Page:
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Pardoning Snowden Would Backfire on Trump

Pardoning Snowden Would Backfire on Trump

Thursday, 20 August, 2020 - 06:00

Before Donald Trump was president, he often referred to Edward Snowden, the former National Security Agency contractor who divulged massive secrets to the press about the American surveillance state, as a spy and a traitor. Now Trump is thinking about issuing him a pardon. It is a reckless idea.

Snowden’s initial disclosures were in the public interest. The first stories that appeared in the Guardian and the Washington Post exposed how the US government was collecting and storing all telephone metadata because of a secret legal interpretation of the Patriot Act that authorized the FBI to collect “business records.” In 2015, Congress curtailed much of the government’s collection of bulk phone records as a result of the leak.

Even James Clapper, the former director of national intelligence, has conceded that the broad outlines at least of the government’s program to collect phone records should not have been shrouded in state secrecy.

The problem, though, is that Snowden also stole and disclosed far more than that. In June 2013, while in Hong Kong, he shared with the South China Morning Post documents that identified the exact machines the NSA was hacking in China and Hong Kong, along with details of whether they were still monitored and how they were attacked.

This did not advance American civil liberties. Rather, it exposed US efforts to monitor the cyber threats of a hostile power.

Another problem is that even though the US government has conducted a damage assessment of Snowden’s theft of state secrets and disclosures, there is still much it doesn’t know. The reason for this is that Snowden devised a program to scrape the classified computer networks he was administering as a contractor for the NSA in Hawaii. The US government knows the files that Snowden’s program probed, but it does not know which ones he stole.

Ironically, it was Michael Flynn, then the director of the Defense Intelligence Agency, who conducted that review. Flynn acknowledged the debate “about what kinds of information did he touch, what did he take, what do we know,” in a 2014 interview with NPR.

Flynn later said he was concerned that Snowden may have stolen information on defense capabilities, war plans and technical intelligence collection methods. “Does that knowledge then get into the hands of our adversaries — in this case, of course, Russia?” Flynn asked.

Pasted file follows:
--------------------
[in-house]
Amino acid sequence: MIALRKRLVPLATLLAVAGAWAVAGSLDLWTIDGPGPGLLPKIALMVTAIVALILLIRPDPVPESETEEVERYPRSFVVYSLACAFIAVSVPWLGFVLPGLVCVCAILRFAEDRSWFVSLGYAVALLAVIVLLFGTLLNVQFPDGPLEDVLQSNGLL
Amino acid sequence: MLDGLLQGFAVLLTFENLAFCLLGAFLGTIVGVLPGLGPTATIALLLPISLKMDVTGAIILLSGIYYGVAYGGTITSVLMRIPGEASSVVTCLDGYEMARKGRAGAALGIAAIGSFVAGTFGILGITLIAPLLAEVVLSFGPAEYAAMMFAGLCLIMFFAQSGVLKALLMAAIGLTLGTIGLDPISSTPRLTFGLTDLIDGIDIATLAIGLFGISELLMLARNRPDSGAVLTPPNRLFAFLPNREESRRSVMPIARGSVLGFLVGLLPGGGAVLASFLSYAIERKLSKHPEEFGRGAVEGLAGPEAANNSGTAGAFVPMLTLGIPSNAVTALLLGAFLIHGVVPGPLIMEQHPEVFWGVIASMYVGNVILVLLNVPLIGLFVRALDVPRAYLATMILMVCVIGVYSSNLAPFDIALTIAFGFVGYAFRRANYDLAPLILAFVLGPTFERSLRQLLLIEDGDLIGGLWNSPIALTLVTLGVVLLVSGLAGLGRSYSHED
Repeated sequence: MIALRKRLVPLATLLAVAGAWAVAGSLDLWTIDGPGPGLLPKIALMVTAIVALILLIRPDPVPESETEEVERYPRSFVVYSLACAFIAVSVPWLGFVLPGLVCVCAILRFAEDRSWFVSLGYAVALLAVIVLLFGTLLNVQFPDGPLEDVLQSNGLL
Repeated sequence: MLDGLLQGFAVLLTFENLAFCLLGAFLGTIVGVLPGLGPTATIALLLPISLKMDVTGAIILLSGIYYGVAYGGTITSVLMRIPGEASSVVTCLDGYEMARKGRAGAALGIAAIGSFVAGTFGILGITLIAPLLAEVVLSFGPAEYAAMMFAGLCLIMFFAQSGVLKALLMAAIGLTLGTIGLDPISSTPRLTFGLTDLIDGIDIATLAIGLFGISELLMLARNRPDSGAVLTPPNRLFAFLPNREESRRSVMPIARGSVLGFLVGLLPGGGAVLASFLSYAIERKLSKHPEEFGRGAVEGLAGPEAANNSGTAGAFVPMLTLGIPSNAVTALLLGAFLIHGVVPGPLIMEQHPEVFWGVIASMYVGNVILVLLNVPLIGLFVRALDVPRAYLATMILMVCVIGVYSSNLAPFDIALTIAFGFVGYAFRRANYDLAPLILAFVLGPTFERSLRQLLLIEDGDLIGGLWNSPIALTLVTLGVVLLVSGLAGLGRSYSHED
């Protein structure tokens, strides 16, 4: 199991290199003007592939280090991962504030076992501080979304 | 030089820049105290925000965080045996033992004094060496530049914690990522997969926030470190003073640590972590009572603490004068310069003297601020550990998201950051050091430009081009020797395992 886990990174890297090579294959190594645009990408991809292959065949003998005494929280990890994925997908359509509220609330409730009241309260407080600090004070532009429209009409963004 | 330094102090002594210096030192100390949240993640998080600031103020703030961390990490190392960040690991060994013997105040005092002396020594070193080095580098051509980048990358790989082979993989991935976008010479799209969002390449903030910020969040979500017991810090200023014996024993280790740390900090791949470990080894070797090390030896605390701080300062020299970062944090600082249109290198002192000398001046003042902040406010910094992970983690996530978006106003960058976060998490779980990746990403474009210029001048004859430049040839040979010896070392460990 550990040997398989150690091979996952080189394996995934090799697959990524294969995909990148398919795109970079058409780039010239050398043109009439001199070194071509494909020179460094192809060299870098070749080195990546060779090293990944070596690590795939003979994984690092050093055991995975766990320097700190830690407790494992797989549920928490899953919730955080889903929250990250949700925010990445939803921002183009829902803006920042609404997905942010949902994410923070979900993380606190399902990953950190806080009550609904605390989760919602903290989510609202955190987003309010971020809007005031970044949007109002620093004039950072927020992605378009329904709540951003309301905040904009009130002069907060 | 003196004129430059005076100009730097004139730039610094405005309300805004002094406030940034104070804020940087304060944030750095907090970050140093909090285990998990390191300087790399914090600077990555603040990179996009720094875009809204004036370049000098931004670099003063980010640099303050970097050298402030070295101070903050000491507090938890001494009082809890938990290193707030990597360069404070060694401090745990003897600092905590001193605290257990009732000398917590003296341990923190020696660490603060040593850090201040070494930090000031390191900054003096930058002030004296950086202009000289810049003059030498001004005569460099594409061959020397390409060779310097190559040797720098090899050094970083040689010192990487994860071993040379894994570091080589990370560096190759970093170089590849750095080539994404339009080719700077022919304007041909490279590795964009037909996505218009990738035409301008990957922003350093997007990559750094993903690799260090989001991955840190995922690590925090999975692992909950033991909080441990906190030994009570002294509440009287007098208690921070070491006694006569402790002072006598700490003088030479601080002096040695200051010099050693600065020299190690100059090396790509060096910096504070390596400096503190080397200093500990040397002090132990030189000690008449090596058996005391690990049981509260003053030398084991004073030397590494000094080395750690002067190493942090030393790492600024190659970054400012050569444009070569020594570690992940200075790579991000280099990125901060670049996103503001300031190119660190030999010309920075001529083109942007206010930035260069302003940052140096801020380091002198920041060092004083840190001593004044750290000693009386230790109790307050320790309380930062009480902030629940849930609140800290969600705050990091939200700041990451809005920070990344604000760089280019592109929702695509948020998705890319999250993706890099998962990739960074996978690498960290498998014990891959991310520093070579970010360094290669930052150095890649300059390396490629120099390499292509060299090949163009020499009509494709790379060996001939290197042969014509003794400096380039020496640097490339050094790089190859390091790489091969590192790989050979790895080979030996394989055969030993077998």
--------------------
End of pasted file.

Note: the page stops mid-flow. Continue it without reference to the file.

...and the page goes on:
For what it’s worth, Snowden has said that when he was stuck inside the airport in Moscow after he arrived there from Hong Kong in 2013, he turned down an offer from Russian intelligence officials to cooperate with them. But this explanation strains credulity. He has been allowed to lead a rich online life from an apartment in Moscow, and eventually his girlfriend (now wife) was allowed to come to Russia and live with him. It seems unlikely that Vladimir Putin’s police state would be so generous with Snowden unless it was getting something in return.

Even if Snowden’s story is correct, there are still good reasons why Trump should not grant him a pardon. As the chairman and ranking members of the House Committee on Armed Services said in a joint statement Monday, “Not only would it mean that Snowden cannot be held accountable for his crimes, but it would send a dangerous message to others who are contemplating espionage and the adversaries who would support them.”

Nonetheless, one can see why Trump and some of his advisers would be keen on rewarding Snowden seven years after his great heist of state secrets. Trump sincerely believes that the national security state that Snowden exposed unfairly spied on his campaign in 2016 and stoked a meritless investigation into his campaign’s ties to Russia for the first two and a half years of his presidency. Pardoning Snowden would be a way of settling scores.

Trump is partially correct about the FBI’s leadership at least and some former leaders of the US intelligence community. It is true that the FBI used unverified and later discredited opposition research to obtain a surveillance warrant on one of his campaign advisers. The bureau also kept open the investigation into Flynn, after it had determined he was not a Russian agent or asset. All the while, former senior US. intelligence officials used innuendo to make it appear that Trump was vulnerable to Russian blackmail when they had no such evidence.

But the system is now working toward accountability. An FBI lawyer who falsified a document submitted to the secret surveillance court was indicted last week as part of an investigation into the Trump-Russia probe. The Justice Department’s inspector general in December released a devastating report, exposing the FBI’s gaming of the surveillance court. That court has withdrawn surveillance warrants sought against a former Trump campaign adviser, Carter Page.

This is the way a republic corrects the abuses of its intelligence community. It’s a process that Snowden ignored. If Trump pardons him, then the president will be helping to destroy institutions his attorney general is trying to reform.


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